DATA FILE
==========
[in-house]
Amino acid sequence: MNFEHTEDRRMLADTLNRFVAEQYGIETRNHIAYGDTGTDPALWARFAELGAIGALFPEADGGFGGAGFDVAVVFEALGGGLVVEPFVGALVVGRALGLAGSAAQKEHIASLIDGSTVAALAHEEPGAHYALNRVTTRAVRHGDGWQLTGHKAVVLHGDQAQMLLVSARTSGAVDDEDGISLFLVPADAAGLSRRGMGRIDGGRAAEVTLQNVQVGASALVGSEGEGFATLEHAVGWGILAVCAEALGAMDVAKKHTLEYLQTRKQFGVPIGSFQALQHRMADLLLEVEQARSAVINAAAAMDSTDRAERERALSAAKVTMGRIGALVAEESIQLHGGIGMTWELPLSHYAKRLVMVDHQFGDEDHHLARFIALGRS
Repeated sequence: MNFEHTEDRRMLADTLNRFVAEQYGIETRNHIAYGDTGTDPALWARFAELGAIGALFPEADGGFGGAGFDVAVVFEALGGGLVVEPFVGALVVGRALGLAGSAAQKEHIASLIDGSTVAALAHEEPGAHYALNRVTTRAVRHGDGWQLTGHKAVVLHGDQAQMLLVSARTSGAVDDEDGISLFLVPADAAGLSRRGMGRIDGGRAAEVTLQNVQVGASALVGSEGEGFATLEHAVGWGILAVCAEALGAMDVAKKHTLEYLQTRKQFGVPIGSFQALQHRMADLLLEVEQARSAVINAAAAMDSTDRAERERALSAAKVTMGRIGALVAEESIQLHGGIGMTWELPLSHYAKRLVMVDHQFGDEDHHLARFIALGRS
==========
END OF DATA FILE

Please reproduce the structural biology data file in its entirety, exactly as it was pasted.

[in-house]
Amino acid sequence: MNFEHTEDRRMLADTLNRFVAEQYGIETRNHIAYGDTGTDPALWARFAELGAIGALFPEADGGFGGAGFDVAVVFEALGGGLVVEPFVGALVVGRALGLAGSAAQKEHIASLIDGSTVAALAHEEPGAHYALNRVTTRAVRHGDGWQLTGHKAVVLHGDQAQMLLVSARTSGAVDDEDGISLFLVPADAAGLSRRGMGRIDGGRAAEVTLQNVQVGASALVGSEGEGFATLEHAVGWGILAVCAEALGAMDVAKKHTLEYLQTRKQFGVPIGSFQALQHRMADLLLEVEQARSAVINAAAAMDSTDRAERERALSAAKVTMGRIGALVAEESIQLHGGIGMTWELPLSHYAKRLVMVDHQFGDEDHHLARFIALGRS
Repeated sequence: MNFEHTEDRRMLADTLNRFVAEQYGIETRNHIAYGDTGTDPALWARFAELGAIGALFPEADGGFGGAGFDVAVVFEALGGGLVVEPFVGALVVGRALGLAGSAAQKEHIASLIDGSTVAALAHEEPGAHYALNRVTTRAVRHGDGWQLTGHKAVVLHGDQAQMLLVSARTSGAVDDEDGISLFLVPADAAGLSRRGMGRIDGGRAAEVTLQNVQVGASALVGSEGEGFATLEHAVGWGILAVCAEALGAMDVAKKHTLEYLQTRKQFGVPIGSFQALQHRMADLLLEVEQARSAVINAAAAMDSTDRAERERALSAAKVTMGRIGALVAEESIQLHGGIGMTWELPLSHYAKRLVMVDHQFGDEDHHLARFIALGRS